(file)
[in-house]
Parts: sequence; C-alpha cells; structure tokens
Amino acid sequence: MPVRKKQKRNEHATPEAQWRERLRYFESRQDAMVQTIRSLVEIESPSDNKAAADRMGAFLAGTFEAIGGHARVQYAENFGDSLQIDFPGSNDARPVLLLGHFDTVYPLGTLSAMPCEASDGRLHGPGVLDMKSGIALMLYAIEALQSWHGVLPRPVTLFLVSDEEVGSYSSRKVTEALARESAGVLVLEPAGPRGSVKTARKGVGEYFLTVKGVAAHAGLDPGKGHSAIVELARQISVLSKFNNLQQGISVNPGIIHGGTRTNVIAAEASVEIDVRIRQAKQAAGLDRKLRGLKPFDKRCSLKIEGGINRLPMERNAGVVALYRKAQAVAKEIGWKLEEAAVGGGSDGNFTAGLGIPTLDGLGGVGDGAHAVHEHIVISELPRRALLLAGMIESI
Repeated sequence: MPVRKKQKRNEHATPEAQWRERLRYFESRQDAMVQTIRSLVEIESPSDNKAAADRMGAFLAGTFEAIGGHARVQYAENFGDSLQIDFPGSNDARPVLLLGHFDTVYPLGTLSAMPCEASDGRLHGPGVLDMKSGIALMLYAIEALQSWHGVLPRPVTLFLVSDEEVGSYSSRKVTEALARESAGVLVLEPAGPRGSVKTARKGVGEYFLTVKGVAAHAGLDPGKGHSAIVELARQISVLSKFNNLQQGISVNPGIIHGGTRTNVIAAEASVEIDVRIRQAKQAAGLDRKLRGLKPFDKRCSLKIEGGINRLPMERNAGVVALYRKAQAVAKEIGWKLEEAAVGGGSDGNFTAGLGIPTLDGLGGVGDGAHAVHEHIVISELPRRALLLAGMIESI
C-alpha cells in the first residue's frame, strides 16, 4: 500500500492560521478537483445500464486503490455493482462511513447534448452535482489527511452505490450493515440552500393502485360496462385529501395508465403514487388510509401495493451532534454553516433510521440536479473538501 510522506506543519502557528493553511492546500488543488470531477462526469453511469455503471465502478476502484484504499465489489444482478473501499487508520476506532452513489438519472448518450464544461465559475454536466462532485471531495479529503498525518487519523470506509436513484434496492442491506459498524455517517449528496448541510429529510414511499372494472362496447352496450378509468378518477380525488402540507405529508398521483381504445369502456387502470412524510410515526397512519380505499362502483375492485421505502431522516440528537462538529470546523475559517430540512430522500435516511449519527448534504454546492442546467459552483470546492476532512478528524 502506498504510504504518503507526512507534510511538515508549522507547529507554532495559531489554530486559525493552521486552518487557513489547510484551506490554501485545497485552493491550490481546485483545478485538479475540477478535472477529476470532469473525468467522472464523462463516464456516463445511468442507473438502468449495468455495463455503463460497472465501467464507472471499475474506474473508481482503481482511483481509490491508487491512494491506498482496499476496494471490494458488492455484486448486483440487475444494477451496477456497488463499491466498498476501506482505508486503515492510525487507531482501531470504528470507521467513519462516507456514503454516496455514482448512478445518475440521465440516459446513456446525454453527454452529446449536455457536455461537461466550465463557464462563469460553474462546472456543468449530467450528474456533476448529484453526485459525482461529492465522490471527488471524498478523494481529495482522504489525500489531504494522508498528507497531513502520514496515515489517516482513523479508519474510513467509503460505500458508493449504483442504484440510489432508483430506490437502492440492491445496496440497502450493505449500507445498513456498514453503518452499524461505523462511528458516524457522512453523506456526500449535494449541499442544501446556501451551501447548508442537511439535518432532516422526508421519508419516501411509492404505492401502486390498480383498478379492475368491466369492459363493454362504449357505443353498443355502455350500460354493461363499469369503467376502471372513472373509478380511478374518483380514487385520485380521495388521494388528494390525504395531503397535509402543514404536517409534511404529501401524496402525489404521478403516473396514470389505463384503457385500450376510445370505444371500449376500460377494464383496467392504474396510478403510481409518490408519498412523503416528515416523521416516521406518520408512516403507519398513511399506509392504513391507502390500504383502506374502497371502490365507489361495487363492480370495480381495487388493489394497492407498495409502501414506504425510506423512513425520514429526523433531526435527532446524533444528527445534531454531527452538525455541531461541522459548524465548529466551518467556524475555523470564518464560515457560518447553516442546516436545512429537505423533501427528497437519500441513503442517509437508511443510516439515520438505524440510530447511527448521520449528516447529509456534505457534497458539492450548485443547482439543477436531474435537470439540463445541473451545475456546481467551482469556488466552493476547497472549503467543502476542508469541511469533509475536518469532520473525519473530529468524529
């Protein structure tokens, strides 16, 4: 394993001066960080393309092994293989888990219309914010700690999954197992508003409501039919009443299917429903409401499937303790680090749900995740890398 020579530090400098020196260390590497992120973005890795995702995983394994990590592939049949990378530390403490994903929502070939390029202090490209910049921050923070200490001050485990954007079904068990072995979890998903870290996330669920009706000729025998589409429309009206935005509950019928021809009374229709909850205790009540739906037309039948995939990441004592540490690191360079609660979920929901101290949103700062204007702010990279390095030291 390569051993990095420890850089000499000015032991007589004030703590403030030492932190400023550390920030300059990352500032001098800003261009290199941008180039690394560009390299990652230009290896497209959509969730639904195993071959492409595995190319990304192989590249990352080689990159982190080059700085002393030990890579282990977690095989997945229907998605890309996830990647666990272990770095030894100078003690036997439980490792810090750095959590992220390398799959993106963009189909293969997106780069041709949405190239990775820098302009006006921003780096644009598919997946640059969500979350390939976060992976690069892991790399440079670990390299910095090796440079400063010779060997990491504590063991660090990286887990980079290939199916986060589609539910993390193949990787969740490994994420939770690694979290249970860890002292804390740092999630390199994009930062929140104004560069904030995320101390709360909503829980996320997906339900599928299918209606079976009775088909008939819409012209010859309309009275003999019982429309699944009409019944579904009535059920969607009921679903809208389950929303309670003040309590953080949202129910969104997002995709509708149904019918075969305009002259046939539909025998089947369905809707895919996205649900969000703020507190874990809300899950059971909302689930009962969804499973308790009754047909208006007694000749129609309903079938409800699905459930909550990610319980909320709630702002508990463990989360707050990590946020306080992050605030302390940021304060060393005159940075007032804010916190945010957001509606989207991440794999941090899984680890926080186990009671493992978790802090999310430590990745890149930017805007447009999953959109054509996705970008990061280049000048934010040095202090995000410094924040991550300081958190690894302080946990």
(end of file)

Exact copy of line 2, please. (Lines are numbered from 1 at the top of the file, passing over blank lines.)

Parts: sequence; C-alpha cells; structure tokens